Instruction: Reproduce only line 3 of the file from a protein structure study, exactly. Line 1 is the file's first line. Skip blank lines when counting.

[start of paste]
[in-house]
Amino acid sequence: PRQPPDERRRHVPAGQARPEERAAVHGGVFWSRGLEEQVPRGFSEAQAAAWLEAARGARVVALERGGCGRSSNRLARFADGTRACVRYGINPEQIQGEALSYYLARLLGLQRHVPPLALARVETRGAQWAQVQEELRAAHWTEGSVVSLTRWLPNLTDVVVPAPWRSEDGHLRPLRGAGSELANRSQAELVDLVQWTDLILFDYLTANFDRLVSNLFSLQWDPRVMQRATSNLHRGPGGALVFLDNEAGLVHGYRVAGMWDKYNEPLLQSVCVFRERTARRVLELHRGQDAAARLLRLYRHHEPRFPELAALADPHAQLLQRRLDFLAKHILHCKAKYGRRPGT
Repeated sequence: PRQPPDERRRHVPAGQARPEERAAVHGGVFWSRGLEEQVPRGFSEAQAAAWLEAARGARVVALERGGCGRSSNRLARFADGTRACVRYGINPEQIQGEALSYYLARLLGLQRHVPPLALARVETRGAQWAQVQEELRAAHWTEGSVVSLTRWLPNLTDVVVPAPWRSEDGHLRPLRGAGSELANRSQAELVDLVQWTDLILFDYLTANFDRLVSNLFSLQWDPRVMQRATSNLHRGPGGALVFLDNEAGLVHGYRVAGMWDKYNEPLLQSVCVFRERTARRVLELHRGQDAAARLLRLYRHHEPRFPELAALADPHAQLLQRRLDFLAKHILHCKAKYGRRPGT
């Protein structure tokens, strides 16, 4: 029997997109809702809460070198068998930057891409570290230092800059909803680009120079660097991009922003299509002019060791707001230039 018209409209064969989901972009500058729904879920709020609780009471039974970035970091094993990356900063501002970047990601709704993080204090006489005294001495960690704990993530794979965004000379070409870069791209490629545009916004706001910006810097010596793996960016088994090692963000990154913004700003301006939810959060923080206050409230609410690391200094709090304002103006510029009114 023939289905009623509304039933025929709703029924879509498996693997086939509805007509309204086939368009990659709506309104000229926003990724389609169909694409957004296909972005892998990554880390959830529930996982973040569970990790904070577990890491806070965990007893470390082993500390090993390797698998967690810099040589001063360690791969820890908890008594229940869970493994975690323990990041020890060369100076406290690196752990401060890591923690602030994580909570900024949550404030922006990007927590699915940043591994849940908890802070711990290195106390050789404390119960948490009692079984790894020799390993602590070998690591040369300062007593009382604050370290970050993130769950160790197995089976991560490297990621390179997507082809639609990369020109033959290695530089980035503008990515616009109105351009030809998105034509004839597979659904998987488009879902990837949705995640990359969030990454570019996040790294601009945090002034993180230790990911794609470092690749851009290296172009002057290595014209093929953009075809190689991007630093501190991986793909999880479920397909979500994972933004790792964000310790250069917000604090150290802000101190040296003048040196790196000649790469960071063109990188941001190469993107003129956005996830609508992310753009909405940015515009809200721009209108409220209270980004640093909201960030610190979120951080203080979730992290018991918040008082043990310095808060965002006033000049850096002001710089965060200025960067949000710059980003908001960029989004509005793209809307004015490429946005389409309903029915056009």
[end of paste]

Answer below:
Repeated sequence: PRQPPDERRRHVPAGQARPEERAAVHGGVFWSRGLEEQVPRGFSEAQAAAWLEAARGARVVALERGGCGRSSNRLARFADGTRACVRYGINPEQIQGEALSYYLARLLGLQRHVPPLALARVETRGAQWAQVQEELRAAHWTEGSVVSLTRWLPNLTDVVVPAPWRSEDGHLRPLRGAGSELANRSQAELVDLVQWTDLILFDYLTANFDRLVSNLFSLQWDPRVMQRATSNLHRGPGGALVFLDNEAGLVHGYRVAGMWDKYNEPLLQSVCVFRERTARRVLELHRGQDAAARLLRLYRHHEPRFPELAALADPHAQLLQRRLDFLAKHILHCKAKYGRRPGT